Top 10: Animated Christmas Films | Redbrick | University of Birmingham

Top 10: Animated Christmas Films

Critic Gurnesha Bola walks us through her Top 10 animated Christmas movies

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10. Rudolph the Red Nose Reindeer: The Movie (1998)

A film that seems to have slipped from the Christmas radar is this animated take on Rudolph’s rise from a bullied loner to an indispensable member of Santa’s team. Some surprise treats in the vocal talent including John Goodman and Whoopi Goldberg, this has all the visual charm of a 90s animation and is perfect for anyone in the throwback mood this seasonal period.


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9. Beauty and the Beast: The Enchanted Christmas (1997)

An often forgotten instalment in the Beauty and the Beast saga; Belle endeavours to change the Beast’s aversion to Christmas which could have major repercussions in breaking his curse. It can sometimes feel at odds with its predecessor but has all the ingredients of an uplifting Christmas film. It is both funny and romantic but with the signature darkness of the original.


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8. The Polar Express (2004)

The first motion-capture/ CGI film of the list is an adaptation of Chris Van Allsburg’s children’s book. A Santa-doubter is awoken on Christmas Eve and boards the Polar Express to the North Pole. Featuring Tom Hanks in multiple roles, the film broke records in animation budgets and was released as a 3D visual spectacle. Thoroughly entertaining, with both cheerful musicality, and some genuine moments of suspense.


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7. Mickey’s Once Upon A Christmas (1999)

A trio of tales to get everyone in the festive spirit, this is Disney at its most touching. Genuinely funny but still keeping true to its messages of charity and kindness it is a film that brings together all our familiar childhood favourites including Donald, Goofy, Minnie and the main man Mickey himself. This anthology of tales encapsulates all the Disney magic we grew up with.


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6. Rise of the Guardians (2012)

As if Christmas alone wasn’t enough, 2012 brought us a family friendly release featuring the Easter Bunny, Tooth Fairy, Sandman and Jack Frost. Featuring an all-star voice cast including Hugh Jackman and Chris Pine, this modern festive tale sees tatted-up Santa assembling a task force to overcome evil spirit Pitch, who has been corrupting children’s imaginations. An aesthetic pleasure with a real depth of emotion.


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5. Disney’s A Christmas Carol (2009)

An adaptation of the Dickens classic starring Jim Carrey, uncannily reimagined for the big screen as Ebenezer Scrooge and the three ghosts, from The Polar Express helmer Robert Zemeckis. A rich and impressively detailed retelling of the ultimate Christmas tale of redemption, tells the story of Scrooge’s enlightening adventures of one Christmas Eve night. Although a universally known story, this is a visually triumphant re-telling.


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4. How the Grinch Stole Christmas (1966)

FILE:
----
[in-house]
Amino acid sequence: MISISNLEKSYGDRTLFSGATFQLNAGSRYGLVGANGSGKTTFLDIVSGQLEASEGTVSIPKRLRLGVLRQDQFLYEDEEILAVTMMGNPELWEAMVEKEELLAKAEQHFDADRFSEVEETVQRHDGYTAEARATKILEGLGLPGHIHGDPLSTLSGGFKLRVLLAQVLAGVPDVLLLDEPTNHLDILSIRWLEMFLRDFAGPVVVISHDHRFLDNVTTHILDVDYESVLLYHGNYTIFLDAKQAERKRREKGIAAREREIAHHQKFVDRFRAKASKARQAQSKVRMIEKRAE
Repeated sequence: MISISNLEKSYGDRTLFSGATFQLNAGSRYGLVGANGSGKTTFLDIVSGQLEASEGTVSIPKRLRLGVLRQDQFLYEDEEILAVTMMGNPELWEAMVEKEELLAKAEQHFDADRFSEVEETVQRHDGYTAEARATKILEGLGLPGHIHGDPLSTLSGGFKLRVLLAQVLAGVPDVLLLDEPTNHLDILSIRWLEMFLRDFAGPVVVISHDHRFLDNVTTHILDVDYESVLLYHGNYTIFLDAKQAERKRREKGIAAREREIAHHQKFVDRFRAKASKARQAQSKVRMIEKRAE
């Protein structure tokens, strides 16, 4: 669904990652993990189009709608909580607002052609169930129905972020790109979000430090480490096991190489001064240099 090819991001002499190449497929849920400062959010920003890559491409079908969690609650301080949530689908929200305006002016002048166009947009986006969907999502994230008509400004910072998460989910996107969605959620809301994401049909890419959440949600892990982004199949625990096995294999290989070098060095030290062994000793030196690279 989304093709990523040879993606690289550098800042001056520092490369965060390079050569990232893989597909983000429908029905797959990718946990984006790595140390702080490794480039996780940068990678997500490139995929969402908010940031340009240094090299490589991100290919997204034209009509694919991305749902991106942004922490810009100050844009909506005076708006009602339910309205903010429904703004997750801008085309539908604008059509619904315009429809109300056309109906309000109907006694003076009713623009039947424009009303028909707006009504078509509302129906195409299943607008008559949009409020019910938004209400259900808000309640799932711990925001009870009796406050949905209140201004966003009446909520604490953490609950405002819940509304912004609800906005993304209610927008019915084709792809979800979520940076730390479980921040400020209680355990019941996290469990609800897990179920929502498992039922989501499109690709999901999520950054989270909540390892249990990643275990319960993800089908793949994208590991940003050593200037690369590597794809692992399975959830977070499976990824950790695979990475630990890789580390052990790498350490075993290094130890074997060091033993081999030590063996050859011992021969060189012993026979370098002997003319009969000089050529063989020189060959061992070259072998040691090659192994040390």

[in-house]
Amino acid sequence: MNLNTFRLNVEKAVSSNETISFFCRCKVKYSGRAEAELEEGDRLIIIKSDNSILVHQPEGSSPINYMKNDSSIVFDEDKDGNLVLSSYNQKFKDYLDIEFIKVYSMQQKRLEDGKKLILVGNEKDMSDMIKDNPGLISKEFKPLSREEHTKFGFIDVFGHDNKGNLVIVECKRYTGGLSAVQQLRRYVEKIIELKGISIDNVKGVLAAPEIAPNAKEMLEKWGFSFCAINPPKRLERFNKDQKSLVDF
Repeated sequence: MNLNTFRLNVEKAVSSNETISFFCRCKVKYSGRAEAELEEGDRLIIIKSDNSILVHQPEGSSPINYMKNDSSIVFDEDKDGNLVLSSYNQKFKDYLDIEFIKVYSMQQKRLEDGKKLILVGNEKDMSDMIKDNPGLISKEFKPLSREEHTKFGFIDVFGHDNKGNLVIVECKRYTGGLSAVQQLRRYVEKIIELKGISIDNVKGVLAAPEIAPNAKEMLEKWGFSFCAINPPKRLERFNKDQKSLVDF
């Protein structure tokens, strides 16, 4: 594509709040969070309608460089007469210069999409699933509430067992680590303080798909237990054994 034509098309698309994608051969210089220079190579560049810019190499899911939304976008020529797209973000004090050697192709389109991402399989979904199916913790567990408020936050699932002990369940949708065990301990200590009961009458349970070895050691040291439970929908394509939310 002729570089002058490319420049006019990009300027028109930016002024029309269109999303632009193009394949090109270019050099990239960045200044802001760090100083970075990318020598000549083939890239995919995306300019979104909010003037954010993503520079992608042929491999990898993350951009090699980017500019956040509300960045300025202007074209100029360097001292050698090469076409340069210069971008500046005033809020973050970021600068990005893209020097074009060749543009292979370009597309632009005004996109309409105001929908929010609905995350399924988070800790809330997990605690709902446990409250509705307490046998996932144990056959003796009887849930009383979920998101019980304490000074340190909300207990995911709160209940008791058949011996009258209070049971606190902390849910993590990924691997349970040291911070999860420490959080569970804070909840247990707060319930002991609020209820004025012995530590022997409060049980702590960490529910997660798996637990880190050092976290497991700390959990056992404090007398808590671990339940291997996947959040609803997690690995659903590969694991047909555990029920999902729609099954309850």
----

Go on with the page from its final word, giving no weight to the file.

Adapted from Dr Seuss’ vibrant story, the Grinch attempts to steal Christmas from the inhabitants of Whoville who reside at the bottom of his mountain-top reclusive lair. At only 26 minutes running time this short-film is masterfully created in the images of Dr Seuss’ original tale. Narrated by Boris Karloff its old-school charm can still compete with any new animation tech.


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3. The Snowman (1982)

The Snowman has become synonymous with Christmas. Telling the beautiful story of one boy’s adventure on Christmas Eve when his Snowman comes to life, this is one for all generations. Humour and heart bring Raymond Briggs’ picture book to life and create a festive story of friendship. It is a wordless animation soundtrack by the ultimate Christmas song – the go to choice for all eggnog induced falsetto wailing.


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2. The Nightmare Before Christmas (1993)

A visually stunning stop-motion from Tim Burton has become a bona fide Christmas classic; blending his signature macabre style with all the goodness of a Christmas film. Jack Skellington attempts to hijack Christmas in order to bring some cheer into his gloomy existence. Unfortunately, his good intentions leave the fate of Christmas hanging in the balance. Musical and whimsical but intelligent and wickedly dark.


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1. Arthur Christmas (2011)

In terms of talented voice ensembles, Arthur Christmas does not disappoint. Voiced by British acting heavyweights including James McAvoy, Jim Broadbent and Hugh Laurie, 3 generations of Claus’ face an unprecedented dilemma when a child’s present is accidentally left undelivered. However, this is no standard North Pole operation – Christmas has never been more 21st century: gadgets, spy-ware and military precision. This is a classic tale of finding a hero in the most unlikely of places but with some refreshing humour and inventive modern touches.

Which of these is your favourite?

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Film section co-editor. English Literature + History student. I write things down from time to time...



Published

27th December 2014 at 10:42 am

Last Updated

29th December 2014 at 5:39 pm



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